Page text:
Be aware of interior brands offering ‘Buy Back’
This is where they recycle your unwanted but perfectly usable furniture via the secondhand or vintage platforms. IKEA is the latest homeware brand to acknowledge and on-board the ‘buy back’ ethos. Last Fall, IKEA announced that they would be launching a service to consumers where the homeware giant buys back unwanted, used IKEA furniture and resells it to consumers at a discounted cost. An IKEA spokesperson says their Buy Back scheme aims to give furniture ‘a second life, and minimize the contribution to landfill’.
Peter Jelkeby, Country Retail Manager and Chief Sustainability Officer IKEA UK & Ireland, commented, ‘Sustainability is the defining issue of our time and IKEA is committed to being part of the solution to promote sustainable consumption and combat climate change. With the launch of Buy Back we are giving a second life to many more IKEA products and creating more easy and affordable solutions to help people live more sustainably. It is an exciting step forward in our journey towards becoming a fully circular and climate positive business by 2030’.
‘Currently, 45 percent of total global carbon emissions come from the way the world produces and uses everyday products, so Buy Back represents an opportunity to address unsustainable consumption and its impact on climate change.’ says Jelkeby.
Products that are eligible for Buy Back include: Dressers, office drawer cabinets, small structures with drawers, display storage and sideboards; Bookcases and shelf units; Small tables; Multimedia furniture; Cabinets; Dining tables and desks; Chairs and stools without upholstery; Chests of drawers; Children’s products excluding baby items and PAX accessories.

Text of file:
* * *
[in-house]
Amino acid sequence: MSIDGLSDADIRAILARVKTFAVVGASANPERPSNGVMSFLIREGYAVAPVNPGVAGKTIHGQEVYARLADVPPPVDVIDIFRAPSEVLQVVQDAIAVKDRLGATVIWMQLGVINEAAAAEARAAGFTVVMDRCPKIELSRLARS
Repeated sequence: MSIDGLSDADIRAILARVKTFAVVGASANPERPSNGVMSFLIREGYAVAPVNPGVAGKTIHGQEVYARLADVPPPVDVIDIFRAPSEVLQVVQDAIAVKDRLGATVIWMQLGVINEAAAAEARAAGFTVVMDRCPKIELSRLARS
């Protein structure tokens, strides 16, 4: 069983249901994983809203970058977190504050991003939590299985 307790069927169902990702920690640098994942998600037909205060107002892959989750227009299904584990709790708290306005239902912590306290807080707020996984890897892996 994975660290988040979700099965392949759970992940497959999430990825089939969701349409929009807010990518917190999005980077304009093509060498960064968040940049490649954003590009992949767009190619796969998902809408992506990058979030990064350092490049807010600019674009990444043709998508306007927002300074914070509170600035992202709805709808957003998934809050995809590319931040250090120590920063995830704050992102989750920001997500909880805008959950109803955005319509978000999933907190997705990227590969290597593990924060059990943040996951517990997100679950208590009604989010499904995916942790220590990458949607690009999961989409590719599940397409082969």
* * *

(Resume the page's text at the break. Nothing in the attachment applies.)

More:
Look out for genuine sustainability schemes such as Cradle to Cradle (™) ‘Cradle to Cradle Certified® is a globally recognized measure of safer, more sustainable products made for the circular economy. Product designers, manufacturers and brands around the world rely on the Cradle to Cradle Certified Product Standard as a transformative pathway for designing and making products with a positive impact on people and planet. From fragrances to flooring, t-shirts and jeans to water bottles and window treatments, thousands of products are Cradle to Cradle Certified. What’s more, a growing number of brands, organizations and standards also recognize Cradle to Cradle Certified as a preferred product standard for responsible purchasing decisions.’ say Cradle to Cradle Certified®.
To break it down into its main categories, Cradle to Cradle Certified® looks for eligibility in Material Health, Material Reutilization, Renewable Energy and Carbon Management, Water Stewardship and Social Fairness. The product must excel and meet the criteria in all categories in order to be considered for a Cradle to Cradle Certified® award.
Who are the interior designers supporting reclaimed, vintage and upcycled design?
Considering the secondhand option is one of the most sustainable approaches to design. Chris Billinghurst, who is the Founder of the House of Upcycling, an authority on professional upcycling for interiors, says ‘Although shabby chic has been a popular choice for refinished furniture in the US for many years, new design options are fast gaining traction. Flat-painted furniture in soft neutral colours complement the elegance of heritage chic style whilst for more progressive interiors, furniture surfaces can be stripped back to the natural wood and embellished with bold geometric designs.’ Who’s upcycling with Pizazz? Chris says, ‘for contemporary styling with a high-end finish, visit the website of Virginia-based Martha Leone Design (www.marthaleonedesign.com/mid-century) who offer furniture designs using new or vintage carcasses.